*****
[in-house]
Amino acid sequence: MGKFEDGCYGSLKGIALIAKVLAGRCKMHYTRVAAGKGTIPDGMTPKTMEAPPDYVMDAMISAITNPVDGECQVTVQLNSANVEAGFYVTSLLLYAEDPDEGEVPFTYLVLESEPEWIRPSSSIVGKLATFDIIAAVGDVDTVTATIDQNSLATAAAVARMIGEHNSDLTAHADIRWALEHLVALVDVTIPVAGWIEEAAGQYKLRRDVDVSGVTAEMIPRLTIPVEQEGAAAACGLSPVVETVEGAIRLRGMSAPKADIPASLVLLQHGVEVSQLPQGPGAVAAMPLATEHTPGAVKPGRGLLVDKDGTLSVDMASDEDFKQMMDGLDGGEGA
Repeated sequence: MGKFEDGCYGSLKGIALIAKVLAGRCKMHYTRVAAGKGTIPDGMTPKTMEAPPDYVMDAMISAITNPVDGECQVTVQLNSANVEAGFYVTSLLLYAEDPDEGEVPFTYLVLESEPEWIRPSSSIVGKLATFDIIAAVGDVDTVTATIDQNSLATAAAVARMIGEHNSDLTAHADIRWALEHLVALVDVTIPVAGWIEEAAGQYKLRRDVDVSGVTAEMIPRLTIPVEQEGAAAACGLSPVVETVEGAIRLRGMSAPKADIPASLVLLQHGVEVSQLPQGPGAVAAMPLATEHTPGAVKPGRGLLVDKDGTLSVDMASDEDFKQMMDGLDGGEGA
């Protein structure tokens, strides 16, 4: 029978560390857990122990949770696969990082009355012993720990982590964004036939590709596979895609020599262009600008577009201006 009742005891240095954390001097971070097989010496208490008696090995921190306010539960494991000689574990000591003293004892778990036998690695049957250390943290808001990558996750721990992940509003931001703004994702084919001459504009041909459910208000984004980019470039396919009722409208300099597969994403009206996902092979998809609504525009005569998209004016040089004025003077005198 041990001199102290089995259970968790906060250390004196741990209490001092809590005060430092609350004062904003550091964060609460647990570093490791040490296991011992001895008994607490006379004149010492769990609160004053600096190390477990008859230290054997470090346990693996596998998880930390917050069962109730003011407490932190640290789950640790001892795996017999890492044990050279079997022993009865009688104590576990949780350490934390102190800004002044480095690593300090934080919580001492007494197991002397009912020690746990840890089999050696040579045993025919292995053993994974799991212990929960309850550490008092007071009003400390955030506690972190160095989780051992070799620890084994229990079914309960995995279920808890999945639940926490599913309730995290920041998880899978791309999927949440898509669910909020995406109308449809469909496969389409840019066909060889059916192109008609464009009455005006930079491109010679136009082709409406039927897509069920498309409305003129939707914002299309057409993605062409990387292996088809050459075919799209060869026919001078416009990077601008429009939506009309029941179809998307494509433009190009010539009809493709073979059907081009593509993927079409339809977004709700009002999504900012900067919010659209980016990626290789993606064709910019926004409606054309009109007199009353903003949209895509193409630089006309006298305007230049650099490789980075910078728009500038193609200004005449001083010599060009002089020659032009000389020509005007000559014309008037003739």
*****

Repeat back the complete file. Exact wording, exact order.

[in-house]
Amino acid sequence: MGKFEDGCYGSLKGIALIAKVLAGRCKMHYTRVAAGKGTIPDGMTPKTMEAPPDYVMDAMISAITNPVDGECQVTVQLNSANVEAGFYVTSLLLYAEDPDEGEVPFTYLVLESEPEWIRPSSSIVGKLATFDIIAAVGDVDTVTATIDQNSLATAAAVARMIGEHNSDLTAHADIRWALEHLVALVDVTIPVAGWIEEAAGQYKLRRDVDVSGVTAEMIPRLTIPVEQEGAAAACGLSPVVETVEGAIRLRGMSAPKADIPASLVLLQHGVEVSQLPQGPGAVAAMPLATEHTPGAVKPGRGLLVDKDGTLSVDMASDEDFKQMMDGLDGGEGA
Repeated sequence: MGKFEDGCYGSLKGIALIAKVLAGRCKMHYTRVAAGKGTIPDGMTPKTMEAPPDYVMDAMISAITNPVDGECQVTVQLNSANVEAGFYVTSLLLYAEDPDEGEVPFTYLVLESEPEWIRPSSSIVGKLATFDIIAAVGDVDTVTATIDQNSLATAAAVARMIGEHNSDLTAHADIRWALEHLVALVDVTIPVAGWIEEAAGQYKLRRDVDVSGVTAEMIPRLTIPVEQEGAAAACGLSPVVETVEGAIRLRGMSAPKADIPASLVLLQHGVEVSQLPQGPGAVAAMPLATEHTPGAVKPGRGLLVDKDGTLSVDMASDEDFKQMMDGLDGGEGA
């Protein structure tokens, strides 16, 4: 029978560390857990122990949770696969990082009355012993720990982590964004036939590709596979895609020599262009600008577009201006 009742005891240095954390001097971070097989010496208490008696090995921190306010539960494991000689574990000591003293004892778990036998690695049957250390943290808001990558996750721990992940509003931001703004994702084919001459504009041909459910208000984004980019470039396919009722409208300099597969994403009206996902092979998809609504525009005569998209004016040089004025003077005198 041990001199102290089995259970968790906060250390004196741990209490001092809590005060430092609350004062904003550091964060609460647990570093490791040490296991011992001895008994607490006379004149010492769990609160004053600096190390477990008859230290054997470090346990693996596998998880930390917050069962109730003011407490932190640290789950640790001892795996017999890492044990050279079997022993009865009688104590576990949780350490934390102190800004002044480095690593300090934080919580001492007494197991002397009912020690746990840890089999050696040579045993025919292995053993994974799991212990929960309850550490008092007071009003400390955030506690972190160095989780051992070799620890084994229990079914309960995995279920808890999945639940926490599913309730995290920041998880899978791309999927949440898509669910909020995406109308449809469909496969389409840019066909060889059916192109008609464009009455005006930079491109010679136009082709409406039927897509069920498309409305003129939707914002299309057409993605062409990387292996088809050459075919799209060869026919001078416009990077601008429009939506009309029941179809998307494509433009190009010539009809493709073979059907081009593509993927079409339809977004709700009002999504900012900067919010659209980016990626290789993606064709910019926004409606054309009109007199009353903003949209895509193409630089006309006298305007230049650099490789980075910078728009500038193609200004005449001083010599060009002089020659032009000389020509005007000559014309008037003739």